NASHVILLE, Tenn. — Those who come to Vanderbilt University to play quarterback for Joey Lynch will undoubtedly have to be well-versed in the playbook and have a sharp eye for studying film.
But Vandy’s first-year quarterbacks coach and pass game coordinator will value something else just a bit more.
“It’s going to start with all the intangibles,” Lynch said. “I really believe playing quarterback is about getting guys to play above their ability and leading guys in a positive way. That’s what it’s going to start with.
“That’s us doing things right day-in and day-out in how we prepare, how we practice and how our mentality is in everything we do. As a quarterback of a football team, you have to be extremely competitive and do all the little things right. Ultimately, when you do that, the big things will take care of themselves.”
Lynch knows good quarterback play when he sees it – his own playing days as a signal caller and his coaching resume speak to that.
The Muncie, Indiana, product starred at Ball State, where he threw for nearly 4,300 yards and 37 touchdowns passes. He begins his 14th year of coaching having been the offensive coordinator at his alma mater and, most recently, at Colorado State, where his attacks had a propensity for putting up points and yards.
Lynch jumped at the chance to help inject some of those gaudy numbers into Vanderbilt’s offense starting this fall.
“When coach (Clark) Lea reached out and started initially talking about the opportunity, I was fired up,” Lynch said. “As we started talking about his vision and where we’re going as a football program, it was an opportunity I couldn’t pass up. I’m excited to be part of it.”
While Lynch’s main responsibilities will be to lead the quarterback room and develop a dangerous aerial attack, he said ultimately it will be up to his five fellow offensive assistants to formulate a cohesive system that generates success – no matter what everyone’s title is.
That’s a lesson he has learned over time, along with coaching pointers from his father Bill Lynch (a former Ball State and Indiana head coach who retired last year after 45 years in the profession) and brother Kevin Lynch (now the offensive coordinator at Ball State).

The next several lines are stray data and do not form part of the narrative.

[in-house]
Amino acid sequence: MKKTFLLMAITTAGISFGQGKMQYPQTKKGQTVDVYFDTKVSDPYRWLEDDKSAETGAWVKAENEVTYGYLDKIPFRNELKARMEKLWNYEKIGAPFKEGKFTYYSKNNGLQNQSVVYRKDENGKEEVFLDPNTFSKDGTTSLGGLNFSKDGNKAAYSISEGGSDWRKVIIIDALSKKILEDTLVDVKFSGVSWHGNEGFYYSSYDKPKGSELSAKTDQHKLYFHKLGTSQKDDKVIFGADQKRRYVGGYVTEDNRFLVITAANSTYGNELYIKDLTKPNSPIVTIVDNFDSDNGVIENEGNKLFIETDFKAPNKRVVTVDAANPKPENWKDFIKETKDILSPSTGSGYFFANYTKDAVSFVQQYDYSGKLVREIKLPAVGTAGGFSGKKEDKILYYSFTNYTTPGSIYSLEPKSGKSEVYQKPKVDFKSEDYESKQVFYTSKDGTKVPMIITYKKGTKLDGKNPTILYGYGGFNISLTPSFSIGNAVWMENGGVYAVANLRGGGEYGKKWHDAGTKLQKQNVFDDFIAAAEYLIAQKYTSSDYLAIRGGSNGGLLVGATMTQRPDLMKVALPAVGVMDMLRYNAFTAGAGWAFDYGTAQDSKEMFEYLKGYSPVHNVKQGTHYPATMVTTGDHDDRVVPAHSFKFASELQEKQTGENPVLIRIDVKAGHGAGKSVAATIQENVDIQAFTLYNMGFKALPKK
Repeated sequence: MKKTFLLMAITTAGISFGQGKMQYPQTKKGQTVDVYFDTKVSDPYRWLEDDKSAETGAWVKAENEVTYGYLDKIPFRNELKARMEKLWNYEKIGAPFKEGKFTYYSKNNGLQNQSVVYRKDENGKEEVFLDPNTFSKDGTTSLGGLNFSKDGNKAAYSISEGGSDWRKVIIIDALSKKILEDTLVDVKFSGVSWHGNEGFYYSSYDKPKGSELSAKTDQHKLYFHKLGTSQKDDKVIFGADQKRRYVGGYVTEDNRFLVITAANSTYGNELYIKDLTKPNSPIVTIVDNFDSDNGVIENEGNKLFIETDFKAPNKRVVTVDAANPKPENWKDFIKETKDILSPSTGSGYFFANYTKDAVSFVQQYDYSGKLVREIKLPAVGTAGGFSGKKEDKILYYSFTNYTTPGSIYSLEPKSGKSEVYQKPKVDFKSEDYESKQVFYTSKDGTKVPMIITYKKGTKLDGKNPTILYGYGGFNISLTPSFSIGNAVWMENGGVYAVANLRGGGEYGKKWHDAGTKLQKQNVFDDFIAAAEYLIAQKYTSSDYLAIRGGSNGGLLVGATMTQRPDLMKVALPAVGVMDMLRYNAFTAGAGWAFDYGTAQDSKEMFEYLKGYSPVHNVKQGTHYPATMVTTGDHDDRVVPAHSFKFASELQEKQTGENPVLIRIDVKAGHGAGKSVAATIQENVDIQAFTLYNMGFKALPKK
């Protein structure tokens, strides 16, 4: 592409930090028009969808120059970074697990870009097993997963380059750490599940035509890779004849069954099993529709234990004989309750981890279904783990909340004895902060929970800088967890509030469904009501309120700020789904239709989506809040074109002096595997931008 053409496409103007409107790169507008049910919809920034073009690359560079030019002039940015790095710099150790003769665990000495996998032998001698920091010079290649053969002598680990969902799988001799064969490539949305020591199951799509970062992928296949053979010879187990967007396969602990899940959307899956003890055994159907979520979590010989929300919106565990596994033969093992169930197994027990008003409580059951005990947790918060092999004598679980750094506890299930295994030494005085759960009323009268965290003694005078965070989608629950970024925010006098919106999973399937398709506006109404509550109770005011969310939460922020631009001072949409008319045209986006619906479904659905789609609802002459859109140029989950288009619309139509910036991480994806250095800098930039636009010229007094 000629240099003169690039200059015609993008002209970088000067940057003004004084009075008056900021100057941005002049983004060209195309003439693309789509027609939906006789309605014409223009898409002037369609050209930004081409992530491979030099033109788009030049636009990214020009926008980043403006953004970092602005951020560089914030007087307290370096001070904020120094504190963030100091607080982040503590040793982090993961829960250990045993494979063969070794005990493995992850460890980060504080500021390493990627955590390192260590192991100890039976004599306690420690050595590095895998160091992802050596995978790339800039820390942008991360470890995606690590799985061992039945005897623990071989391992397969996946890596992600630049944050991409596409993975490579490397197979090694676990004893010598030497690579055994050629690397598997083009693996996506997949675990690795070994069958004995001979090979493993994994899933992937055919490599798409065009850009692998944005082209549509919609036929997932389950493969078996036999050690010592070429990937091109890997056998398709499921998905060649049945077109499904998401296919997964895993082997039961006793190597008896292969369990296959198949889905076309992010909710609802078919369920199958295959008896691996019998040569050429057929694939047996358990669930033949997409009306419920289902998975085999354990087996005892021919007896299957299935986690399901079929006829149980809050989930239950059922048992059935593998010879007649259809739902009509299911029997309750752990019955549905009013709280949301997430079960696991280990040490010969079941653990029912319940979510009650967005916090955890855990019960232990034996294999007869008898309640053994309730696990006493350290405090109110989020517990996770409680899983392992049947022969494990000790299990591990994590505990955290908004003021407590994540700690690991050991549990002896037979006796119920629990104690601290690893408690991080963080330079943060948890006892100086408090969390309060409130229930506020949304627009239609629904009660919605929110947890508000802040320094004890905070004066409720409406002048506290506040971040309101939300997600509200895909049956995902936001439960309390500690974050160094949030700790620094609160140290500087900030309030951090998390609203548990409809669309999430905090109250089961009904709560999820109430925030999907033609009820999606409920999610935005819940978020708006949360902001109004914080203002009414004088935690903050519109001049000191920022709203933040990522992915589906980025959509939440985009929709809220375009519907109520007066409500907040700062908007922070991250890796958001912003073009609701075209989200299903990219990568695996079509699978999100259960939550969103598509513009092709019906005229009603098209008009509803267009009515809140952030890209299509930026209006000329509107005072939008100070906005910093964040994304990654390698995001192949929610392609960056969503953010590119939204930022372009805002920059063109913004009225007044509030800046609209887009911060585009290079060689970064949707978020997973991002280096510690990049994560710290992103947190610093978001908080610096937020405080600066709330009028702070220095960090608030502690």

As for quarterback play between the white lines, Lynch evokes some baseball terminology when describing what to expect from his young men under center.
“From a skill standpoint it’s our job to manage the game and put the ball in play. In the course of a football game, there are enough plays to be made. Quarterbacks just have to make the plays when they present themselves. You can’t force it,” Lynch said. “It’s our job to keep our offense out of bad situations and ultimately, the great ones, they always put the ball in play. It doesn’t always look the way you draw it up on the board, but the great ones find a way to put it in play, get the ball to our playmakers in space and let them make plays for us.
“Those are some things that we’ll talk about starting on day one. We’re looking forward to building it.”
Vanderbilt returns young quarterbacks Ken Seals and Mike Wright, both of whom made great strides during their first years as Commodores in 2020. But Vandy ranked 110th in total offense and 125th in scoring offense last season.
All that is in the past, of course. Lynch and company will be building from the ground up – and that’s exciting to everyone in the building.
“When you come into different situations or take new jobs, sometimes the staff has been there for a couple years, but we’re starting this thing fresh and can build it from the ground up the way coach Lea wants to,” Lynch said. “I have some young quarterbacks in the room. It will be fun to see them develop and see their growth. And then just build great relationships. We’re going to do this thing together and we’re going to need everybody.
“It all starts this winter and this spring. We’ll start laying our plan and make sure we go execute it.”
— Chad Bishop covers Vanderbilt for VUCommodores.com.
Follow him @MrChadBishop.